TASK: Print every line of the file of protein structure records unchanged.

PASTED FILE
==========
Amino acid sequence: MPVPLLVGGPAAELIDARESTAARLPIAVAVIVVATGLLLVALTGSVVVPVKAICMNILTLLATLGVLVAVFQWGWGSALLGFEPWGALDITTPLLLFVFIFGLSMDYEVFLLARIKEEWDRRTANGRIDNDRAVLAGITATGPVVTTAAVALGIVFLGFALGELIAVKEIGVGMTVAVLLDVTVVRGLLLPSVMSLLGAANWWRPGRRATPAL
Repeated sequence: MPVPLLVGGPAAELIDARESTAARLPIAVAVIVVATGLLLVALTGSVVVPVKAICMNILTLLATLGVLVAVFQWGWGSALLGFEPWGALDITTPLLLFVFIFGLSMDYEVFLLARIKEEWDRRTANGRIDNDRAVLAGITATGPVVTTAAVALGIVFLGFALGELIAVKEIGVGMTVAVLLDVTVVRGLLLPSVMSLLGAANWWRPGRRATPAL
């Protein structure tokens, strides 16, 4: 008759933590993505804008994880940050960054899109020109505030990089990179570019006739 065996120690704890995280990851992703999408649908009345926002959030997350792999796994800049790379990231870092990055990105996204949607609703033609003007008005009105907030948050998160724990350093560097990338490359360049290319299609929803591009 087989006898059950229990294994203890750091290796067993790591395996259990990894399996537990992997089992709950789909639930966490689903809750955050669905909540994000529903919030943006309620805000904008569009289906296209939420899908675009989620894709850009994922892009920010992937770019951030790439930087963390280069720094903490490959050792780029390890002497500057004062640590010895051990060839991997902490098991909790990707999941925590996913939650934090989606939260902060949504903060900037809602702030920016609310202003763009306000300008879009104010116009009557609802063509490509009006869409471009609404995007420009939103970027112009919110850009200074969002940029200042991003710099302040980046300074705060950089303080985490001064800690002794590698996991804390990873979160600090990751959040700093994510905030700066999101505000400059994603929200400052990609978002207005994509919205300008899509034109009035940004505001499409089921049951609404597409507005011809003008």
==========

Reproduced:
Amino acid sequence: MPVPLLVGGPAAELIDARESTAARLPIAVAVIVVATGLLLVALTGSVVVPVKAICMNILTLLATLGVLVAVFQWGWGSALLGFEPWGALDITTPLLLFVFIFGLSMDYEVFLLARIKEEWDRRTANGRIDNDRAVLAGITATGPVVTTAAVALGIVFLGFALGELIAVKEIGVGMTVAVLLDVTVVRGLLLPSVMSLLGAANWWRPGRRATPAL
Repeated sequence: MPVPLLVGGPAAELIDARESTAARLPIAVAVIVVATGLLLVALTGSVVVPVKAICMNILTLLATLGVLVAVFQWGWGSALLGFEPWGALDITTPLLLFVFIFGLSMDYEVFLLARIKEEWDRRTANGRIDNDRAVLAGITATGPVVTTAAVALGIVFLGFALGELIAVKEIGVGMTVAVLLDVTVVRGLLLPSVMSLLGAANWWRPGRRATPAL
């Protein structure tokens, strides 16, 4: 008759933590993505804008994880940050960054899109020109505030990089990179570019006739 065996120690704890995280990851992703999408649908009345926002959030997350792999796994800049790379990231870092990055990105996204949607609703033609003007008005009105907030948050998160724990350093560097990338490359360049290319299609929803591009 087989006898059950229990294994203890750091290796067993790591395996259990990894399996537990992997089992709950789909639930966490689903809750955050669905909540994000529903919030943006309620805000904008569009289906296209939420899908675009989620894709850009994922892009920010992937770019951030790439930087963390280069720094903490490959050792780029390890002497500057004062640590010895051990060839991997902490098991909790990707999941925590996913939650934090989606939260902060949504903060900037809602702030920016609310202003763009306000300008879009104010116009009557609802063509490509009006869409471009609404995007420009939103970027112009919110850009200074969002940029200042991003710099302040980046300074705060950089303080985490001064800690002794590698996991804390990873979160600090990751959040700093994510905030700066999101505000400059994603929200400052990609978002207005994509919205300008899509034109009035940004505001499409089921049951609404597409507005011809003008």